3.0 out of 5 stars Good overview but far from great 14 Oct 2012
Format:Paperback
I found this to be an enjoyable, if short, read. The book covers the period of the rise of Macedon under Philip II, the conquests of his son Alexander, and ends with the collapse of Alexander's empire into its component parts - mainly Antigonid Macedon, Ptolemaic Egypt and the Seleucid Empire - following on from the wars of the Diadochi. As pure narrative history Grainger's book does the job, however a timeline would have made following events easier.

Grainger's main thesis is that Alexander was far from great, in fact he sees Alexander as a disaster for Macedon and little more a plunderer of the Achaeminid Empire, with no plans for his empire save more conquests. This view is far too simple, for a start Alexander did not live long enough to put a stamp on his empire - who knows what would have happened had he lived longer. The reason why Alexander was great in his and ancient times was the scale of his conquests. Later would-be conquerors and generals would look to him as the supreme example of military genius and achievement. Grainger's attempts to moralise Alexander's brutality and actions is anachronistic and would have not been understood by his contemporaries or the ancient world. Another problem with the work, pointed out by another reviewer, is that Grainger dos not understand Macedonian (or Hellenistic) kingship. Criticism of Alexander's (and other rulers in the book) treatment of his subjects is out of place. Modern ideas of rulership are irrelevant when dealing with the ancient world. Grainger also lays the blame for the collapse of the Macedonian Empire on Alexander's failure to leave an adult male heir. This too seems harsh, as Alexander did, posthumously, produce a son and heir.

Nevertheless, the section dealing with the struggle for the empire is well told and brings to life such rulers as Antigonus Gonatas, Seleucus I, Demetrius and Kassander. Cautiously recommended for a differing, critical view of Alexander.
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1 of 1 people found the following review helpful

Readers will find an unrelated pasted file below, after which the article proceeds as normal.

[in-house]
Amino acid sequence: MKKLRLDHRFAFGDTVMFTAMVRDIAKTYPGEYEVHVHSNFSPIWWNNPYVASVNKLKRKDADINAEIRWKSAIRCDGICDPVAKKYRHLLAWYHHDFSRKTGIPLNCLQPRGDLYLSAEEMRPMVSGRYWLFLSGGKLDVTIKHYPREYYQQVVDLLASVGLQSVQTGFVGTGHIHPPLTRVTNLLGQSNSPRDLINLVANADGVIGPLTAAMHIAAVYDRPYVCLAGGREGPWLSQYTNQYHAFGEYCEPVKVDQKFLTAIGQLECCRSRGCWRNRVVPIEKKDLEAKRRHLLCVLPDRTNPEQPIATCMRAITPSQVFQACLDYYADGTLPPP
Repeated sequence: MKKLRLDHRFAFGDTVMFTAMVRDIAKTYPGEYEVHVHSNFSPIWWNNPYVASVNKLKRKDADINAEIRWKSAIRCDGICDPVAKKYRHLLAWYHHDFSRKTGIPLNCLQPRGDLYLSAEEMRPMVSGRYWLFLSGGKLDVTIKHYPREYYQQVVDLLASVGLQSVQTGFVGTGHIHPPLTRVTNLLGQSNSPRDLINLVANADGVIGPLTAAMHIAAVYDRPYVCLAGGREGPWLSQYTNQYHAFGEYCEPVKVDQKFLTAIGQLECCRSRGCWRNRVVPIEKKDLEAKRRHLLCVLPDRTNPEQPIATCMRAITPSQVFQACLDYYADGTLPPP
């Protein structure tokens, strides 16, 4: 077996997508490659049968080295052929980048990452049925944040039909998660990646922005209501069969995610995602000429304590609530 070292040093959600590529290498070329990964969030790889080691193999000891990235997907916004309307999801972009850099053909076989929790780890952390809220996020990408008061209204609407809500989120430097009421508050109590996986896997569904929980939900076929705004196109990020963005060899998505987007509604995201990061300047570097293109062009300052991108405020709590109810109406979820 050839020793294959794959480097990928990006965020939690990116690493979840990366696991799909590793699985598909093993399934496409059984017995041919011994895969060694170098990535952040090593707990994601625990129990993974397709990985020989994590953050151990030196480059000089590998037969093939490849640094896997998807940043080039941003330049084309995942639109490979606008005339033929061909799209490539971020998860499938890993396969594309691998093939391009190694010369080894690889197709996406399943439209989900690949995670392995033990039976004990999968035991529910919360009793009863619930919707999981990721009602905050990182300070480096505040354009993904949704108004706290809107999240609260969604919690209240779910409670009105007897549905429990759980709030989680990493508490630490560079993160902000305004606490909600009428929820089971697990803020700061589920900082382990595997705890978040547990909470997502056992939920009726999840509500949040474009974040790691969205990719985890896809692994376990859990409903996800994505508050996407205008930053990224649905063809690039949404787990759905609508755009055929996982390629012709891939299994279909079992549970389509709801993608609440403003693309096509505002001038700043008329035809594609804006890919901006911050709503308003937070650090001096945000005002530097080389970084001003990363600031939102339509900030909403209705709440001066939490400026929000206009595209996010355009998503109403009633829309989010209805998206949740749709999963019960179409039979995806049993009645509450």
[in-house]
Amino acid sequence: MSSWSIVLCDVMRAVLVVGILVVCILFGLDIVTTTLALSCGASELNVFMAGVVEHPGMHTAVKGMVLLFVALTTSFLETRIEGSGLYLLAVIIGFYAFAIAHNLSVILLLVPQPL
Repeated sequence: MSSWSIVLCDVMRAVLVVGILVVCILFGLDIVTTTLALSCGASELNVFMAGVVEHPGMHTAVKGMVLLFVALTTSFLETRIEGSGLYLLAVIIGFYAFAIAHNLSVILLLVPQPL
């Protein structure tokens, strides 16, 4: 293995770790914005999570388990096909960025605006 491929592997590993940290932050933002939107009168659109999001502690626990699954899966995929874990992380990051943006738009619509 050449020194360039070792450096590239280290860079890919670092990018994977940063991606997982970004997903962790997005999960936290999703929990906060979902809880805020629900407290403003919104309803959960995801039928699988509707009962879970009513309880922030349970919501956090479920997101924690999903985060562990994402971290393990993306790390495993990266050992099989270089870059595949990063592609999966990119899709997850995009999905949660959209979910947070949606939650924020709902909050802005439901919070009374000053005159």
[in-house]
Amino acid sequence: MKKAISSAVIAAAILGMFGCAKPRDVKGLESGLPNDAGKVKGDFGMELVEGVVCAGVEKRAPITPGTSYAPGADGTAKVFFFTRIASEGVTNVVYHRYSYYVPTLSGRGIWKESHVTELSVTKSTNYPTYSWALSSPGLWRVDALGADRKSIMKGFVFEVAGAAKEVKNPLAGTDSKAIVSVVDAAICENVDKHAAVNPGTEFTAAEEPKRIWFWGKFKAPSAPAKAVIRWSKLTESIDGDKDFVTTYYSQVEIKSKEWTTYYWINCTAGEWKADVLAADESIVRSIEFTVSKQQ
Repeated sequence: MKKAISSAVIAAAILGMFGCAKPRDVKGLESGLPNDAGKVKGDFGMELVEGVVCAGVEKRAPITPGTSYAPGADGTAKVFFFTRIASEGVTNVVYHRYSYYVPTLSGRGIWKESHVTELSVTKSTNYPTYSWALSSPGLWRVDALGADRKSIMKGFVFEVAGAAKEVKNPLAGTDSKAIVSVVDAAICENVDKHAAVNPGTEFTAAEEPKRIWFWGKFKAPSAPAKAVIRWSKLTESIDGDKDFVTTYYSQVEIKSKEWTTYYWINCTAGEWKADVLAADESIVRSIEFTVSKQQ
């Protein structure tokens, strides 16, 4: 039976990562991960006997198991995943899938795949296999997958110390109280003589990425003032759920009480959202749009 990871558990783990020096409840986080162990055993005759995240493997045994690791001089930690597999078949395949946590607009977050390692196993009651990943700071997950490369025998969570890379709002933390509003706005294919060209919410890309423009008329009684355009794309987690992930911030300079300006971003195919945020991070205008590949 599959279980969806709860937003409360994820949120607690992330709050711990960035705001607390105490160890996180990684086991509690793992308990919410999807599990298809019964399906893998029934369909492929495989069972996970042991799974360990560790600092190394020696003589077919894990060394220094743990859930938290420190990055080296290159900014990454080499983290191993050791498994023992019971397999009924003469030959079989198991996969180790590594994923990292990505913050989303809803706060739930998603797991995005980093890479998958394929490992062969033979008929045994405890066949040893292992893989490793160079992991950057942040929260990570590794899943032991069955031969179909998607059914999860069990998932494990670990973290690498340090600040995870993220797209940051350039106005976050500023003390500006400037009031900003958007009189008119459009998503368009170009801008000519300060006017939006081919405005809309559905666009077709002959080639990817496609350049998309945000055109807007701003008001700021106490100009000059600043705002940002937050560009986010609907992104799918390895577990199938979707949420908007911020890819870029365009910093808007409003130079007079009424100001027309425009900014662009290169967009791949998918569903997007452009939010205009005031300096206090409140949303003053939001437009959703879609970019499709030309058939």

5.0 out of 5 stars Uneasy lies the head that bears the crown 26 April 2011
By Mr. Mice Guy TOP 100 REVIEWER
Format:Paperback|Verified Purchase
This is the fourth book by this author that I have read recently, and I have developed a high opinion of his work. This book is targeting a more general readership than some of his academic studies (see further reading list below). The book itself is as well written and researched as the previous ones. The Notes however are mainly straightforward citation references, without as much of the in-depth criticism of the sources you find in the academic volumes, though he still gets a few barbs in:
"...on 10 June, 323, he [Alexander], died. Conspiracy theories surround this event: one has it that Antipater organised the assassination all the way from Macedon and involved half the imperial administration in the plot. These can be dismissed as the imaginings of desk-bound historians and over-imaginative novelists"; and he carries on in the footnotes. Philip's death has also attracted attention:
"During the celebration of [his daughter's] marriage Philip was murdered. His assassin was Pausanias, a man who had a grievance against Attalos, the uncle of Philip's new queen, a grievance which Philip had refused to deal with... Pausanias ran off, but was chased and killed by members of Philip's bodyguard. Conspiracy immediately comes to mind, probably unnecessarily. Almost everyone of any note in Philip's family and court has come under suspicion, but the main accused are Alexander, Olympias, Antipater and perhaps Parmenion; and superficially plausible cases can be constructed against all of them. There is even one theory which sees a plot by men of Upper Macedon against domination from the original kingdom. None of the theories stands up very well, and the most that can be said is that no one shed tears at the king's killing....
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Amazon.com: 3.6 out of 5 stars  7 reviews
9 of 11 people found the following review helpful
5.0 out of 5 stars enlightenment 29 May 2010
By C. Loucks - Published on Amazon.com
Format:Paperback|Verified Purchase
this is in response to the 2 "1 star reviews". these reviewers obviously missed the point of the book, which was that alexander was a failure at empire building. it was not to say that alexander failed at everything he did. no question, he was a great conqueror, and worthy of admiration. but specifically in empire building is were his failure lies. if he was trying to build something lasting his efforts were self-defeating. an excellent book that helps the open minded form a clearer understanding of this outstanding general. those blinded by hero-worship might not see it for what it is.
1 of 1 people found the following review helpful
5.0 out of 5 stars Uneasy lies the head that bears the crown 10 May 2011